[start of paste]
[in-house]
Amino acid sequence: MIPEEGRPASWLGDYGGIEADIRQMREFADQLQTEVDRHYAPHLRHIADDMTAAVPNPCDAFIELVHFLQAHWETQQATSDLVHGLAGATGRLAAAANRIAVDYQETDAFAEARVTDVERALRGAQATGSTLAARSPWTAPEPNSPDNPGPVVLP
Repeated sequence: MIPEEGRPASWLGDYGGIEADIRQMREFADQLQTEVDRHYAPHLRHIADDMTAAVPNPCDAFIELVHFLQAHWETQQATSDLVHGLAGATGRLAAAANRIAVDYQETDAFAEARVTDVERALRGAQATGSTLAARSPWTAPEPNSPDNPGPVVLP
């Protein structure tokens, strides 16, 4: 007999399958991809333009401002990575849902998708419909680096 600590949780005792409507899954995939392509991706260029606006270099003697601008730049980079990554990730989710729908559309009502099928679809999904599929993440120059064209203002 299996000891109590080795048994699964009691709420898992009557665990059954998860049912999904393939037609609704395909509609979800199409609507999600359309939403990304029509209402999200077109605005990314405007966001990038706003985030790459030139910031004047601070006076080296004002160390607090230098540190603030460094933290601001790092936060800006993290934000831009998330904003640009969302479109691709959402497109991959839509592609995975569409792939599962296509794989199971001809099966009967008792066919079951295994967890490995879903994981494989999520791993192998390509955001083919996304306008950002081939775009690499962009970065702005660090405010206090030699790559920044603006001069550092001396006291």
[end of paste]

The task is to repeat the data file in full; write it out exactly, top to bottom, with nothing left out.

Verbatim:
[in-house]
Amino acid sequence: MIPEEGRPASWLGDYGGIEADIRQMREFADQLQTEVDRHYAPHLRHIADDMTAAVPNPCDAFIELVHFLQAHWETQQATSDLVHGLAGATGRLAAAANRIAVDYQETDAFAEARVTDVERALRGAQATGSTLAARSPWTAPEPNSPDNPGPVVLP
Repeated sequence: MIPEEGRPASWLGDYGGIEADIRQMREFADQLQTEVDRHYAPHLRHIADDMTAAVPNPCDAFIELVHFLQAHWETQQATSDLVHGLAGATGRLAAAANRIAVDYQETDAFAEARVTDVERALRGAQATGSTLAARSPWTAPEPNSPDNPGPVVLP
């Protein structure tokens, strides 16, 4: 007999399958991809333009401002990575849902998708419909680096 600590949780005792409507899954995939392509991706260029606006270099003697601008730049980079990554990730989710729908559309009502099928679809999904599929993440120059064209203002 299996000891109590080795048994699964009691709420898992009557665990059954998860049912999904393939037609609704395909509609979800199409609507999600359309939403990304029509209402999200077109605005990314405007966001990038706003985030790459030139910031004047601070006076080296004002160390607090230098540190603030460094933290601001790092936060800006993290934000831009998330904003640009969302479109691709959402497109991959839509592609995975569409792939599962296509794989199971001809099966009967008792066919079951295994967890490995879903994981494989999520791993192998390509955001083919996304306008950002081939775009690499962009970065702005660090405010206090030699790559920044603006001069550092001396006291």